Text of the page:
Procrastinate... Later

As much as humans engage in these self-sabotaging behaviors, we do have the ability to change. If procrastination is a problem for you, here are some strategies to help you overcome it.
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Taxes, bills, annoying phone calls, paperwork, studying, exercise -- just a few of the many tasks we all procrastinate on.

Procrastination is a fairly universal trait. Humans by nature want to give in to short-term gratification at the expense of long-term best interests. But the irony in procrastination is that often we may be doing something more gratifying in the moment, but there is a cloud of anxiety or guilt that looms over you, making you feel worse.

Working with a range of clients at the Albert Ellis Institute, I have seen a common thread with those who procrastinate.

They tell themselves, "I'll do it later" or "I shouldn't have to do this boring/difficult task" or "I'd rather be doing something more enjoyable" or "I can't tolerate the discomfort of doing what I find to be boring or annoying."

As much as humans engage in these self-sabotaging behaviors, we do have the ability to change. If procrastination is a problem for you, here are some strategies to help you overcome it.

Much of our feelings and behavior towards procrastination are largely the result of how we think about ourselves, others, and the world. Our internal self-talk is a big part of procrastination and while it may not feel like we have a choice in how we look at things, we do.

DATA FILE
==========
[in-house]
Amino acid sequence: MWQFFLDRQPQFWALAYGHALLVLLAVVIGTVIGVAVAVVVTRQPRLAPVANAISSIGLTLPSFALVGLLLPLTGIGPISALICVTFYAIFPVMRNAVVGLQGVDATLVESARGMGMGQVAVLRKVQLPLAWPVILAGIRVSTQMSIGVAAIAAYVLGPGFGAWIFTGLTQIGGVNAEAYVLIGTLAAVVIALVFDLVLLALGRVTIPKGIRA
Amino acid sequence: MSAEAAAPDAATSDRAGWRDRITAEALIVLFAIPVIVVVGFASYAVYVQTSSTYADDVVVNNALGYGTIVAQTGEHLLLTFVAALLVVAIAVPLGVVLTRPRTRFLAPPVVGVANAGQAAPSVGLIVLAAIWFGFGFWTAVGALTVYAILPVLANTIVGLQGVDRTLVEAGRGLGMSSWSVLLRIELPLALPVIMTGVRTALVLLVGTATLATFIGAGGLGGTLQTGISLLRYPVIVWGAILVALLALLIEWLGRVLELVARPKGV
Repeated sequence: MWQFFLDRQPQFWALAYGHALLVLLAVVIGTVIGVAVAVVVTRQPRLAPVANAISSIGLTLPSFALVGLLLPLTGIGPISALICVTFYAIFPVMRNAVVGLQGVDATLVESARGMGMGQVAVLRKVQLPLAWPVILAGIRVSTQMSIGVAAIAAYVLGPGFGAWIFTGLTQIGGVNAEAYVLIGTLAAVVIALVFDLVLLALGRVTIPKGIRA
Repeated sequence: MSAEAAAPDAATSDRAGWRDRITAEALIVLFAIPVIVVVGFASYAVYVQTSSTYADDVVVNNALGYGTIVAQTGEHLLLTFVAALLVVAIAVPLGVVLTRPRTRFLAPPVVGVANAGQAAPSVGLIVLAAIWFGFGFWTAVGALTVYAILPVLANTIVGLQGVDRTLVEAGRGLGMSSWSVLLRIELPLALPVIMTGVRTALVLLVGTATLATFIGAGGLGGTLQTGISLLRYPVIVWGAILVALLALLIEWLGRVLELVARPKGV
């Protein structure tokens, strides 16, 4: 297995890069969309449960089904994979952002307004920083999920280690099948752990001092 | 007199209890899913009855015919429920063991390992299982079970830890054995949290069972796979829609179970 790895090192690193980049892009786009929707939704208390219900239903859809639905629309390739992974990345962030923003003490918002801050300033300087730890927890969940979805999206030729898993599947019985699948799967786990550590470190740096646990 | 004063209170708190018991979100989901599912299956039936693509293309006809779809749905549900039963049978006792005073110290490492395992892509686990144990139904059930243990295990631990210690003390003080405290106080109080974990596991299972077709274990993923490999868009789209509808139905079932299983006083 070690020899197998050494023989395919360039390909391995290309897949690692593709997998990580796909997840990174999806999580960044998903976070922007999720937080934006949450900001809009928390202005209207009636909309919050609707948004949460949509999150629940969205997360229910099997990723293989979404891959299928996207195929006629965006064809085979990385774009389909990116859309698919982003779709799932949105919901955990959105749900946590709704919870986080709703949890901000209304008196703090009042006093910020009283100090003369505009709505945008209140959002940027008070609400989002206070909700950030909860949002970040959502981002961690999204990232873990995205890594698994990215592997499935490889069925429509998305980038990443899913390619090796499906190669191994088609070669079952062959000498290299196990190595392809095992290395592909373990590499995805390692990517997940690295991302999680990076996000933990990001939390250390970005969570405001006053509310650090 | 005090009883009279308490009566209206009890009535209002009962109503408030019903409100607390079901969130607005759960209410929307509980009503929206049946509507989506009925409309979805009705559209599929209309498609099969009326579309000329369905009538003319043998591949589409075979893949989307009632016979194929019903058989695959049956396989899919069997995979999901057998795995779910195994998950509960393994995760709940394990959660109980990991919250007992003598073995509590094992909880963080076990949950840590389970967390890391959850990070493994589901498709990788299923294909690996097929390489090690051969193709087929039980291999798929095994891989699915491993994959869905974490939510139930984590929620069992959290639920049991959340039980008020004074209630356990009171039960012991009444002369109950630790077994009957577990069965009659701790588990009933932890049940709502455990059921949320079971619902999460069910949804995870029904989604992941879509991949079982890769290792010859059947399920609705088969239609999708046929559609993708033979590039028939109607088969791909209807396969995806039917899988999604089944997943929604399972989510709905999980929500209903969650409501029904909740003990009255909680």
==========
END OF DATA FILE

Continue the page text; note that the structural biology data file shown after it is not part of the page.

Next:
First, we can no longer blame our spouses, bosses, children, or the dog for our reactions. We are all responsible for our own thoughts, feelings, and actions. Second, if we can talk to ourselves in a manner that results in self-sabotaging behaviors such as procrastination, we can also change our thinking to result in feelings and behaviors that assist us in achieving our goals. Yes, you can change what you do by changing how you think.

Two people experiencing the same adversity can have two very different reactions. Most people who procrastinate beat themselves up for it. They tell themselves "I am such a failure for not doing my paper earlier," or "I shouldn't have put this off and I'm a bad person because I did." These types of beliefs just add to the problem.

Now you have two problems instead of one: procrastination and some self-defeating emotional upset (e.g., anger, depression, guilt). I'm not suggesting you let yourself off the hook for procrastinating. I'm also not suggesting you be happy about your procrastination. Instead, take responsibility for the behavior, but don't rate your total being as a failure if you do procrastinate.

Self-acceptance is the first step in overcoming this behavior. Remember, we're human and make mistakes. As humans, we sometimes do things that are not in our best interest. Self-acceptance does not mean it's okay or good to procrastinate. Self-acceptance does not mean you like this aspect of yourself. But what I am suggesting is that we accept ourselves as fallible humans, while at the same time address the behaviors that are self-defeating.

The next step towards beating procrastination is to change the thoughts that lead to it. When you tell yourself you can't stand to be uncomfortable, you start to believe it, and act accordingly by avoiding certain tasks. Let's be honest -- we can't stand to live without water and food. We can stand (but not enjoy) boring, difficult, and annoying tasks. But rather than put it off, tell yourself, "I don't want to do this right now but I will feel better after I have completed it."

And change your phrase, "I shouldn't have to do this boring/difficult task" to "I really wish I didn't have to exercise, file papers, return calls, pay my bills but it's part of my life and delaying it gets me into trouble."

By changing this thought pattern, you can put off procrastinating.

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